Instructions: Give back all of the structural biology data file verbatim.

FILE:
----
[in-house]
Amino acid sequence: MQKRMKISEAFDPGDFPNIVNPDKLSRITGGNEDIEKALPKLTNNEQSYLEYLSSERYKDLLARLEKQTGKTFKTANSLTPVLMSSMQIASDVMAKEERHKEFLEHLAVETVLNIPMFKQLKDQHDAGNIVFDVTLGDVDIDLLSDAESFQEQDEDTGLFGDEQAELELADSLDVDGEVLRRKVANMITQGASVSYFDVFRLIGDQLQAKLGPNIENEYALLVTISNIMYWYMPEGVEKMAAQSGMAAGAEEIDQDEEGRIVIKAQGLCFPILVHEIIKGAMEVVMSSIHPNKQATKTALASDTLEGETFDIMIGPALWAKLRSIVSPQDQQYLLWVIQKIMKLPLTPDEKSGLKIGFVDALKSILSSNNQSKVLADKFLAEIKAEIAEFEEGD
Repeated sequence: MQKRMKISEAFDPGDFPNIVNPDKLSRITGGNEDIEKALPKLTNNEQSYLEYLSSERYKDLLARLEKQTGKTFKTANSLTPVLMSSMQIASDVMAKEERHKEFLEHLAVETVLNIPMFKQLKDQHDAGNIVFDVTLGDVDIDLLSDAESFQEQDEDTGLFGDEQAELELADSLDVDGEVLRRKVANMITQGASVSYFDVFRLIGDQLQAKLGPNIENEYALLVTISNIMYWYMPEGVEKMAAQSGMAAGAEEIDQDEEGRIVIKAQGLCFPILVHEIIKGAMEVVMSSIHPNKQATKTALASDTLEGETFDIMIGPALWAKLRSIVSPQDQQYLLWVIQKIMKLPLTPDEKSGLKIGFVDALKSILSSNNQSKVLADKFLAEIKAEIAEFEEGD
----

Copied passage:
[in-house]
Amino acid sequence: MQKRMKISEAFDPGDFPNIVNPDKLSRITGGNEDIEKALPKLTNNEQSYLEYLSSERYKDLLARLEKQTGKTFKTANSLTPVLMSSMQIASDVMAKEERHKEFLEHLAVETVLNIPMFKQLKDQHDAGNIVFDVTLGDVDIDLLSDAESFQEQDEDTGLFGDEQAELELADSLDVDGEVLRRKVANMITQGASVSYFDVFRLIGDQLQAKLGPNIENEYALLVTISNIMYWYMPEGVEKMAAQSGMAAGAEEIDQDEEGRIVIKAQGLCFPILVHEIIKGAMEVVMSSIHPNKQATKTALASDTLEGETFDIMIGPALWAKLRSIVSPQDQQYLLWVIQKIMKLPLTPDEKSGLKIGFVDALKSILSSNNQSKVLADKFLAEIKAEIAEFEEGD
Repeated sequence: MQKRMKISEAFDPGDFPNIVNPDKLSRITGGNEDIEKALPKLTNNEQSYLEYLSSERYKDLLARLEKQTGKTFKTANSLTPVLMSSMQIASDVMAKEERHKEFLEHLAVETVLNIPMFKQLKDQHDAGNIVFDVTLGDVDIDLLSDAESFQEQDEDTGLFGDEQAELELADSLDVDGEVLRRKVANMITQGASVSYFDVFRLIGDQLQAKLGPNIENEYALLVTISNIMYWYMPEGVEKMAAQSGMAAGAEEIDQDEEGRIVIKAQGLCFPILVHEIIKGAMEVVMSSIHPNKQATKTALASDTLEGETFDIMIGPALWAKLRSIVSPQDQQYLLWVIQKIMKLPLTPDEKSGLKIGFVDALKSILSSNNQSKVLADKFLAEIKAEIAEFEEGD